I never had a true appreciation for them until I became an adult & started making dolls for family members--topsy-turvy girls, cats, dogs, rabbits, some even with paper mache heads. There were some simply dressed and others in fancy fashions.
A recent flea market visit in McKinney, introduced us to a curious doll maker. Julie Miller, creator of Polka Dot Pig Primitives, reminded me of my love of the handcrafted doll. Prompted by friends, I purchased a doll for myself. It brought back those wonderful childhood memories that will never escape me. It's not just the doll, it is what they make you feel.
Yesterday, my next door neighbor's 8 year old granddaughter, Lou Lou, rang my studio doorbell. There she stood with her tablet under her arm, anxious to show me a doll she had found on a YouTube Channel. The doll she showed me was not the doll she wanted -- she wanted us to make her own version of that doll. She told me that she wanted a "mellow" looking doll.
For the last four years, her summer vacations have been spent learning the art of sewing. I bought Lou Lou her own sewing machine two years ago, so she could continue "working" at home.
This was the first year she came to my door with a specific project in mind. How do you turn that down? After viewing her online doll, I showed her my recently purchased doll. Her reaction was the same as mine -- love at first sight. Now I had a reason to make dolls! Somehow, I couldn't do it for myself. I needed an 8 year old push to light that spark again.
From the time we looked on YouTube to her bandanna getting ponytails, it took only an hour. We wanted it really bad; and I don't know who wanted it most! We were in little girl heaven . . .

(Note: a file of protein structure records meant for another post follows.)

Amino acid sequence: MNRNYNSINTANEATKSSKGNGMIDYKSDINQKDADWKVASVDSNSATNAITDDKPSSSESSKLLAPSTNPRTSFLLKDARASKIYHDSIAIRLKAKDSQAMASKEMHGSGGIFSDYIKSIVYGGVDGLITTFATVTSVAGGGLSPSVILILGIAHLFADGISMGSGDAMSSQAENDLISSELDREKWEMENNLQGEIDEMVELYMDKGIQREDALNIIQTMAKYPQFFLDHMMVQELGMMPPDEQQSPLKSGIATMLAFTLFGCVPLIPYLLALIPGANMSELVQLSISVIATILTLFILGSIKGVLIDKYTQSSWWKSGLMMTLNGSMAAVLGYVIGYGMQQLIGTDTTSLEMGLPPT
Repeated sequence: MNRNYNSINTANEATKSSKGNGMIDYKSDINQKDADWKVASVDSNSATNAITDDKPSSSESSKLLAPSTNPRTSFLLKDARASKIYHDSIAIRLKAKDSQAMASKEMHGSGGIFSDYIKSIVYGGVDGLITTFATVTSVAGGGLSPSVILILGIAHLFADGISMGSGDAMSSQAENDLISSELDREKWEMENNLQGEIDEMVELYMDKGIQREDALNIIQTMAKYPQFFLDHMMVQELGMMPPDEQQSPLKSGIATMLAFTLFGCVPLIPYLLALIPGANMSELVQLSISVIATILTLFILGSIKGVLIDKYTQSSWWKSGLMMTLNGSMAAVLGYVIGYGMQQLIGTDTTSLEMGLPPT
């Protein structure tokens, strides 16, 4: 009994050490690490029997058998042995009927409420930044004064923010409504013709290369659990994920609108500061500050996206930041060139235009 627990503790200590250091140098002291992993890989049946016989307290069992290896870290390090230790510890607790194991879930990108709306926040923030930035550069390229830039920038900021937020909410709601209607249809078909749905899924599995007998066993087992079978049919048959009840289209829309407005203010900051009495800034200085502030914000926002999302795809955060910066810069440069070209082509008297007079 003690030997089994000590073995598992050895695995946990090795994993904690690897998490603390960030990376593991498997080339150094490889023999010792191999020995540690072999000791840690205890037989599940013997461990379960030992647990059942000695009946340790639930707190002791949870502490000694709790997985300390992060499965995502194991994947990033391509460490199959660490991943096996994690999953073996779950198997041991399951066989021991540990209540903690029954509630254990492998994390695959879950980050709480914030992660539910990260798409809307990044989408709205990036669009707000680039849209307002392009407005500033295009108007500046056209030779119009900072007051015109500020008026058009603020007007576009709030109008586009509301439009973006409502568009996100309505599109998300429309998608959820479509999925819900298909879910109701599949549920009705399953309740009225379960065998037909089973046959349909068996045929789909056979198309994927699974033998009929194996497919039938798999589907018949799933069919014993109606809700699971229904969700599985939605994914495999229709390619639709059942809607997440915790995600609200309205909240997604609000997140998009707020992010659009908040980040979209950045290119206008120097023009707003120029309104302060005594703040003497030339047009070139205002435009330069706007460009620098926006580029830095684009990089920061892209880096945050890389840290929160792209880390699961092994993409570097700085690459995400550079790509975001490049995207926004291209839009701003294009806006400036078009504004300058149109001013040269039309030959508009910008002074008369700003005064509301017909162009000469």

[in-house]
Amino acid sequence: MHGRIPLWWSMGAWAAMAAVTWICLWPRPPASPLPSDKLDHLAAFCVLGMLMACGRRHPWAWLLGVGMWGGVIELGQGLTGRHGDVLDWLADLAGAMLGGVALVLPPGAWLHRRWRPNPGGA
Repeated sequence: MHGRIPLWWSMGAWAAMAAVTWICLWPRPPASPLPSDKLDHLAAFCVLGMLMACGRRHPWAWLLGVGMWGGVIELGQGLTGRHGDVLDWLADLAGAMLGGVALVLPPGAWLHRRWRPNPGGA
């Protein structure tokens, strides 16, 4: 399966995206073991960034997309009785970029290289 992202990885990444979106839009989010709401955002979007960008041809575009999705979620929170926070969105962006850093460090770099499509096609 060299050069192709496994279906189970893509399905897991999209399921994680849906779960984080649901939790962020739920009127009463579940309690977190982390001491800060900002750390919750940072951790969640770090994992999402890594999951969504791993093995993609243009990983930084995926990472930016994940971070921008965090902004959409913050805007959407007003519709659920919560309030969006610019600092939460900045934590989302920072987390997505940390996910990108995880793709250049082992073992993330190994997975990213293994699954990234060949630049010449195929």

I drew a pattern that we both agreed on, used scraps of cotton for her body and chose perfectly mismatched buttons for eyes. Being bald is one thing, being naked is another. I remembered I had recently bought black bean tamales from Texas Tamale Company and had saved their little tamale bag. Lou Lou was over the moon for the tamale sack dress idea. We cut slits for the arms and the bottom of the sack for the hem. But what to do about hair. Lou Lou did not want yarn and the hair store was closed. So I pulled a little calico scrap from my studio trash, cut a triangle and tied it to her little head. It wasn't quite right yet. I went to my trim box, snipped off two tassels from a fringe trim and sewed ponytails to her tiny scarf. We used pearlized pins as earrings which also held her scarf on her head.
I believe the look on Lou Lou's face was the same as mine when I bought my doll. I can relate to that exact feeling of "doll love". I hope all girls have felt that feeling -- it is indescribable.